UpHere Logo

Northern Exposures

Northern Exposures

Announcing the winners of the 2017 Up Here Photo Contest
By Up Here
Mar 01
2018
From the March 2018 Issue

From a real hare-raising scene to truly wild Arctic landscapes, Up Here readers travelled far and wide to capture both the majesty of the land and the beauty of day-to-day life in the North for our annual photo contest.

Grand Prize Winner: Science & Nature

Photo by Fred Lemire
Fred Lemire, Iqaluit: There are few humans on Ellesmere Island and, for that reason, local wildlife show little fear of people. Fred Lemire has spent part of the last four summers on the island photographing its fauna. “Since the sun never sets on Ellesmere Island during the summer, I was heading out at about 11 p.m., when the light is less harsh,” he says. “I had just left my tent and was putting on my boots when I saw a baby hare pass about a foot in front of me.” Then came another and another, until seven baby hares were playing and jumping in front of him. Lemire noticed a white and brown adult hare about a mile away, as did her leverets soon after. “When they spotted her, they darted towards her, jumping and tumbling over one another, fighting for a feeding spot,” he says. “I was fortunate to experience the family of hares in such a special moment. It’s not something you see everyday.” From hundreds of entries, our judges, Paul Aningat (Arviat, Nunavut), Fran Hurcomb (Yellowknife) and Peter Mather (Whitehorse) selected Lemire’s photo as the winner of the Science and Nature category—and as the grand prize winner of the annual Up Here photo contest.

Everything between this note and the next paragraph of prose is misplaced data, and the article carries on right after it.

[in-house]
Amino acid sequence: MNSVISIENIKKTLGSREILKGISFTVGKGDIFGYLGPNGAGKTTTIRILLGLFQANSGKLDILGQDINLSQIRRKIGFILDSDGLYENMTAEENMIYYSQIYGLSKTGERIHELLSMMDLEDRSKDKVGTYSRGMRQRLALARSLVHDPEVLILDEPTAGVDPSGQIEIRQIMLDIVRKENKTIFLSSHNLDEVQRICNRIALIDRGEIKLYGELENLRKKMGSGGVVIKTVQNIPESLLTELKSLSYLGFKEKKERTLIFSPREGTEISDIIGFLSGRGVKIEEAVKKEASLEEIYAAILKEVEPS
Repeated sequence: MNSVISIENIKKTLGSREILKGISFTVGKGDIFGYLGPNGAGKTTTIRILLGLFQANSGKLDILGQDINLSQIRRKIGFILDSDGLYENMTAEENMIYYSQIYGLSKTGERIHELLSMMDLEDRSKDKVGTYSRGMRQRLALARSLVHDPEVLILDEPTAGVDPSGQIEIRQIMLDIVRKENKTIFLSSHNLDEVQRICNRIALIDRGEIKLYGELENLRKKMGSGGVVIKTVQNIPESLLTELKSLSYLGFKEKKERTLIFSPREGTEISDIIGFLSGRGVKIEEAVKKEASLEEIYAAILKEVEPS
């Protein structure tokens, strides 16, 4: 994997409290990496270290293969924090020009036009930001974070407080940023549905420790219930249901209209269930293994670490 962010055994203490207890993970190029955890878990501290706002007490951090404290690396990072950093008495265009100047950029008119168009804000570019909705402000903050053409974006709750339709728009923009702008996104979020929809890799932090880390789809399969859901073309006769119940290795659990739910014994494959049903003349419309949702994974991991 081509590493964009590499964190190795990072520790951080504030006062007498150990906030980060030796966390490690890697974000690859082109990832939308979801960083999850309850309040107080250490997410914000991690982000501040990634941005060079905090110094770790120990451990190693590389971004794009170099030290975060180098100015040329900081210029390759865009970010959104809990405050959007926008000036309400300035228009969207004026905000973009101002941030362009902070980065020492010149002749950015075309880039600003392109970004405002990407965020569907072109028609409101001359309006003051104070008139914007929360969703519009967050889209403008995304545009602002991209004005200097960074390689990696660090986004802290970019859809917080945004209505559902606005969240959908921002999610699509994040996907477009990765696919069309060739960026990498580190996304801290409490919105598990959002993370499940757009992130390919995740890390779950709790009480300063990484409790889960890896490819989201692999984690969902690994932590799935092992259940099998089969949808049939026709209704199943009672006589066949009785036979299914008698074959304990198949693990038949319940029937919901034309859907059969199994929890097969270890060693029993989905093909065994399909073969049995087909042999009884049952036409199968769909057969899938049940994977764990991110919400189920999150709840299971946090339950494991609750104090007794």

Winner: Arts & Culture

Photo by Kyle Sears
Kyle Sears, Halifax:
For more than 80 years, the Maud rested at the bottom of Cambridge Bay. But this summer, a Norwegian crew floated the ship, once helmed by Roald Amundsen, to the surface. “I really wanted to take this photo because I knew it was going to be one of the last days the Maud would be frozen in Cambridge Bay waters,” says Kyle Sears, adding the crew that came to bring the ship home built the cairn in the foreground. The Maud is now on its way back to Norway.

Winner: People & History

Photo by John Bunbury
John Bunbury, Whitehorse:
Photography doesn’t come without dangers. John Bunbury laid under a flight of stairs so a skateboarder could jump over him for this shot in Whitehorse. You know what they say: no risk, no reward.

Winner: Travel & Adventure

Photo by Darcy Shawchek
Darcy Shawchek, Fort St. John, B.C.:
This homestead cabin was built in the 1930s and is a favourite subject of photographers in the Fort St. John area. “It was a stormy night and I wanted to capture the cabin in a lightning storm,” says Darcy Shawchek. “So I did.”

See our March issue for more photos including our editors picks.